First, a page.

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And yet I have seen notes like a $50 large size gold note with a tear at Sloat's shop straight graded at PMG with the problem noted in the back.

 

If the note comes back "net" due to foreign substance it is not in the PMG census; personally I would like to see the top currency experts in the US weigh in on the issue. I have heard comments from some of them on various grading issues that do not get aired in public forums.

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@Nutmeg Coin, I'm not sure if you're upset about the notation from the TPG or a buyer that purchases and improves the note for profit.

 

The TPG's are obligated to notate problems, and buyers have been improving notes since forever.

Questioning the foreign substance is immaterial and faulting a professional paper conservatist for doing his job is not fair. Whoever buys a "NET" note with improvement in mind is taking a chance. A chance that they may, or may not be able to profit from.

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I don't have a problem with doctored, damaged, pressed, laundered and other permanent impairments notated leading to net notes. My criticism is narrowly focused on "foreign substance" knocking notes down to the "net" level, akin to coins being called "details" coins due to some residue that can be rinsed or dipped off. If the substance is serious, like glue residue, stains or other more or less permanent substance adhering to the surfaces then I can see the net grade but not with minor residues on the surface of the note; I don't see PCGS currency using the "foreign substance" apparent grade much. But don't expect much elucidation on these boards on these issues, apparently the business managers or lawyers behind the companies advise those in charge not to answer such significant questions. All it would take would be extensive FAQ pages to address this and so many other questions.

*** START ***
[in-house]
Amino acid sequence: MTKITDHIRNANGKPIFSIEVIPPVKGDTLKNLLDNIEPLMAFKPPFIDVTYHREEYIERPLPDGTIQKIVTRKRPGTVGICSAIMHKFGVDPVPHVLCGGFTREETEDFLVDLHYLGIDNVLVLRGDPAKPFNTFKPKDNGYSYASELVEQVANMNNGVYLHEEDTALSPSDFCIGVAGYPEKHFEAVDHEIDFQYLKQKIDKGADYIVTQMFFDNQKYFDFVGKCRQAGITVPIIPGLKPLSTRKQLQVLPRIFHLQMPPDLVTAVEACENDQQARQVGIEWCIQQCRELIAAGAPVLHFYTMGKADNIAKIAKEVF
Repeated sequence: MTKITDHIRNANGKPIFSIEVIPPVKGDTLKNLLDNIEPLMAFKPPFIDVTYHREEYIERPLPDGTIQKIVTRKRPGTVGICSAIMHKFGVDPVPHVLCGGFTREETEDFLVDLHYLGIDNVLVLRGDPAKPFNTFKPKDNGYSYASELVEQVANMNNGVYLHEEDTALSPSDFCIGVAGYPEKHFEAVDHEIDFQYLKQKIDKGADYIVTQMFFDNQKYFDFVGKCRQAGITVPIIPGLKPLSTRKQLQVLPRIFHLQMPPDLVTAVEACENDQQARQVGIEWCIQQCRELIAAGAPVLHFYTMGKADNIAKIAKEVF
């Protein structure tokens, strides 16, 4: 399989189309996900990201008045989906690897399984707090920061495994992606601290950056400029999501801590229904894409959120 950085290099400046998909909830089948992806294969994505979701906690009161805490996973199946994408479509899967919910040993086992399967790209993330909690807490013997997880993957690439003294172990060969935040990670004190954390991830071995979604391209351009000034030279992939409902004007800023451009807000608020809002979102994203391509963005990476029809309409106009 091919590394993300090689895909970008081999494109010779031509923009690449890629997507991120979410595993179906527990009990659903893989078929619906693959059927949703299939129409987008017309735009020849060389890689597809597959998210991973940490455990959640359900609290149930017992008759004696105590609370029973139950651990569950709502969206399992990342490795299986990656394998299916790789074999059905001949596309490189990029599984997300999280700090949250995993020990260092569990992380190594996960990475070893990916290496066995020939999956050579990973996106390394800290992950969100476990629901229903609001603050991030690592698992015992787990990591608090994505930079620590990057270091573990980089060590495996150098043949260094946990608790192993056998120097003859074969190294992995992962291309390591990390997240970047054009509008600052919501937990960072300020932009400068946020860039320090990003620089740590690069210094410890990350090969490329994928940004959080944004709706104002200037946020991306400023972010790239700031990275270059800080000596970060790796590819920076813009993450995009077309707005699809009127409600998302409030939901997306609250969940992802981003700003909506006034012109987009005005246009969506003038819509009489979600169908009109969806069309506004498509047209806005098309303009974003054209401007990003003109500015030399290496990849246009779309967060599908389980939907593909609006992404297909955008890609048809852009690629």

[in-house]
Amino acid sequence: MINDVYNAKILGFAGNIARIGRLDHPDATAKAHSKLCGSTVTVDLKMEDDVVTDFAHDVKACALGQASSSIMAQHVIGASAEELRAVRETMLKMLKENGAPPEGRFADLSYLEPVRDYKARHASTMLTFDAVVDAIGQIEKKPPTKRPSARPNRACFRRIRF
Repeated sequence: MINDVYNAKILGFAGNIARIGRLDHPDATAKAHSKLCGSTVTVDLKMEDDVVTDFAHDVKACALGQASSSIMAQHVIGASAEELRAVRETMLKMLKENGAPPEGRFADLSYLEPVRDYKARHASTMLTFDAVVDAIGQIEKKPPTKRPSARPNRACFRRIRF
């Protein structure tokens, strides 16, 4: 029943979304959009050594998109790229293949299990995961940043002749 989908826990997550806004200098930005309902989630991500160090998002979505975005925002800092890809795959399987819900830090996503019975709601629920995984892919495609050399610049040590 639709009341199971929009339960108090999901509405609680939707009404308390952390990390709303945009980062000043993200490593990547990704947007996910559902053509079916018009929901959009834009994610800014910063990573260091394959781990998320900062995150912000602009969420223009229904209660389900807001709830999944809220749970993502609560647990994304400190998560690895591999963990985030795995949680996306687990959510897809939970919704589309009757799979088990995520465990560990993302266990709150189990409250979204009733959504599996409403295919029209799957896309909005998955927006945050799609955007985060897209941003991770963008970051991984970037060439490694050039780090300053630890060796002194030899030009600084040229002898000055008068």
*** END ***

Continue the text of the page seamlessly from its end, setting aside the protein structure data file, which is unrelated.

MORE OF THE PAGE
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This also underscores one of the significant differences in philosophy between PMG and PCGS. PMG net grades for defects such as graffiti, foreign substances, etc. which means they reduce the overall numerical grade to account for these. PCGS does not lower the numerical grade but notes them as apparent.

 

Here is the hypothetical. The last two notes in a fresh pack. The higher number has a foreign substance and the other doesn't because the higher number is on the outside and picked up glue or whatever from being set down. But the paper for both is otherwise a 66. PMG will grade the one without the substance as 66 EPQ and the other as Net 64 (or whatever their standard determines the downgrade should be) without PPQ. PCGS would grade one 66 PPQ and the other Apparent 66 with no PPQ.

 

Neither of these is wrong and both philosophies have their merits . It is simply the application of each company's standards. PCGS refers to PMG's method as market grading; that is, giving a lower number because the one with the defect should bring less money. But PCGS method has led to some otherwise absurd grades such as a note with one quarter of it missing being graded in the high 60s because they only grade the paper that is there.